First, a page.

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Rewriting Women into the History of Spirits

 
Throughout the ages women have been banned and barred from the spirits world. This International Women’s Day we’re highlighting their place in history and celebrating how they shaped the industry.

Women have always been present in the drinks industry; from working clandestinely in distilleries, to bootlegging during the prohibition, working in bars particularly in World War Two, and upholding family traditions and preserving secret recipes through the generations.

We’ve put together a historical timeline of some of the greatest females and most defining moments where women changed the industry.

0-200 CE: Mary the Jewess

We wouldn’t be drinking spirits at all if it wasn’t for Mary, who invented distilling technology.

 
 
 
 
 
 
 
 
 
 
 
 
 
 
 

A post shared by Adam Wolkoff (@honadam) on


Mary the Jewess is the perfect proof that women have an integral part in the world of alcohol. The earliest alchemist writings attribute the invention of the tribikos (a distilling machine) to her, it had three arms and purified substances using distillation.

1665-1714: Queen Anne

Queen Anne, who was last of the Stuarts in England, was originally a Brandy lover. She had a gargantuan impact on Gin in the UK and popularised it among the British public.

 
 
 
 
 
 
 
 
 
 
 
 
 
 
 

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She did this unintentionally when she cancelled a charter that gave just one company sole rights to distilling in London. As soon as she had, hundreds of back street distillers popped up and the Gin craze and rumours of “mother’s ruin” we’ve all heard so much about had begun.

1824: Helen Cumming

One of the most important women in Whisky, Helen Cumming founded Cardhu in the early 19th century and was the first female founder of Scotch Whisky.

 
 
 
 
 
 
 
 
 
 
 
 
 
 
 

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She was an original bootlegger - distilling Whisky in secret and passed her legacy on to another female pioneer, her daughter-in-law Elizabeth. Elizabeth was dedicated and savvy, and expanded the Cardhu business and sold some of the older stills to the little-known startup Glenfiddich.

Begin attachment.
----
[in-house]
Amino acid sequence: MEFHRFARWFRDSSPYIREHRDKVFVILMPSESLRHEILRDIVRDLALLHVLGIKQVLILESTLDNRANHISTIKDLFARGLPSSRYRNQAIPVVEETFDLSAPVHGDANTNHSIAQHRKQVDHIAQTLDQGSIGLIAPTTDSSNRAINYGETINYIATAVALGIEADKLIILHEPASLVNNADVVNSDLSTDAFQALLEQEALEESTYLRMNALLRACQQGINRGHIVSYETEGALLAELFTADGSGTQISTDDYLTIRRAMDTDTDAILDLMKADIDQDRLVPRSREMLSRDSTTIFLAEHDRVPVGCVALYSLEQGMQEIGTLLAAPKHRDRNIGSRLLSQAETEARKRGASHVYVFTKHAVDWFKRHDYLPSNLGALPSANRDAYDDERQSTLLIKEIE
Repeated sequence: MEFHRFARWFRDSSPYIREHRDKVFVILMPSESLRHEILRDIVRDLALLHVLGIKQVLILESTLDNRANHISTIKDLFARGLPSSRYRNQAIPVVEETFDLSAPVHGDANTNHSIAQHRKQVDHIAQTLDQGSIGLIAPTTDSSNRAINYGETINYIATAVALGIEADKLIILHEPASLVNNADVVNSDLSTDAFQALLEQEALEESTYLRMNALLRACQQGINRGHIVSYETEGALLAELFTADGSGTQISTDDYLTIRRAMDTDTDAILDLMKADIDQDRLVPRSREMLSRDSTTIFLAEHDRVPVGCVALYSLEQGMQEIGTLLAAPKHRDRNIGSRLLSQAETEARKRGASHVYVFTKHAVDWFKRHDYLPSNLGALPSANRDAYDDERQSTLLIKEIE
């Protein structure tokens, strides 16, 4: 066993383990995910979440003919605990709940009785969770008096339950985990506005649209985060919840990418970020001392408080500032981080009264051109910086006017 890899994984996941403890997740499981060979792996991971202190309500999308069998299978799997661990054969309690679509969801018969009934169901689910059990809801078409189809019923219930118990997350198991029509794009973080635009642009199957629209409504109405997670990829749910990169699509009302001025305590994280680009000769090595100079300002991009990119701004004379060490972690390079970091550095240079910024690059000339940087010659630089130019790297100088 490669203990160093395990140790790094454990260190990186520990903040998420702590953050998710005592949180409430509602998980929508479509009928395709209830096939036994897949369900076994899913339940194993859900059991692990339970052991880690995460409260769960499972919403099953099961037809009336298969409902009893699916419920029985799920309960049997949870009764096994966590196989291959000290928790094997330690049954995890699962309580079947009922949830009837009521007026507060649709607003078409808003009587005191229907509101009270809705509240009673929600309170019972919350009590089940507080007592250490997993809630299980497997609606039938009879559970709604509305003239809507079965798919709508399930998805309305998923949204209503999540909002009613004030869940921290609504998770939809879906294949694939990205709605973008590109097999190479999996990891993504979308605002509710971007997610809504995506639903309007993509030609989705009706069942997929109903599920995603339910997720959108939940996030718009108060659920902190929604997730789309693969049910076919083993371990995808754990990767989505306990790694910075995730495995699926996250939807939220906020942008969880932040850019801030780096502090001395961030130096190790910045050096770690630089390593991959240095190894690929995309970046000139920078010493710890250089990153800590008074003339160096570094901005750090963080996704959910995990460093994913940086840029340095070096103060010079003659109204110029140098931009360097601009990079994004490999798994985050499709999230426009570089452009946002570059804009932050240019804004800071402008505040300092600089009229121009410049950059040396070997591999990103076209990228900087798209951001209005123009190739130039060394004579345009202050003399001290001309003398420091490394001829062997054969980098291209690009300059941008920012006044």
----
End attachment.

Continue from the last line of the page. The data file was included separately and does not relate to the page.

1920/30s: Rita Taketsuru

Rita was born in Scotland as Jessie Roberta Cowan, and is highly regarded and known as the Mother of Japanese Whisky.

Rita with her hubby Taketsuru. Source: Wikimedia

She helped her husband Taketsuru Masataka set up the Nikka distilling company, and bring Whisky to Japan. It’s now one of the most popular spirits in the country.

1954: Bessie Williamson

Bessie was is the only woman to own and run a distillery in the 1900s. She became owner of Laphroaig after working there for 20 years. She started working there over the summer and soon rose in the ranks, and was left the distillery in the will of the previous owner Ian Hunter.

 
 
 
 
 
 
 
 
 
 
 
 
 
 
 

A post shared by Legado Spirits (@legadospirits) on


1991: Lorena Vásquez

Lorena joined Zacapa where she’d go on to make a huge impact. She insisted that the distillery be built 2300 metres above sea level and was given the role of master blender, which made her the first woman ever to become a master blender of Rum.

 
 
 
 
 
 
 
 
 
 
 
 
 
 
 

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1997: Joy Spence

Joy joined the Appleton Estate in 1981 as chief chemist, and then in 1997 became the first woman to hold the position of master blender in the spirits industry. She's so highly regarded that she’s a Commander in Jamaica's Order of Distinction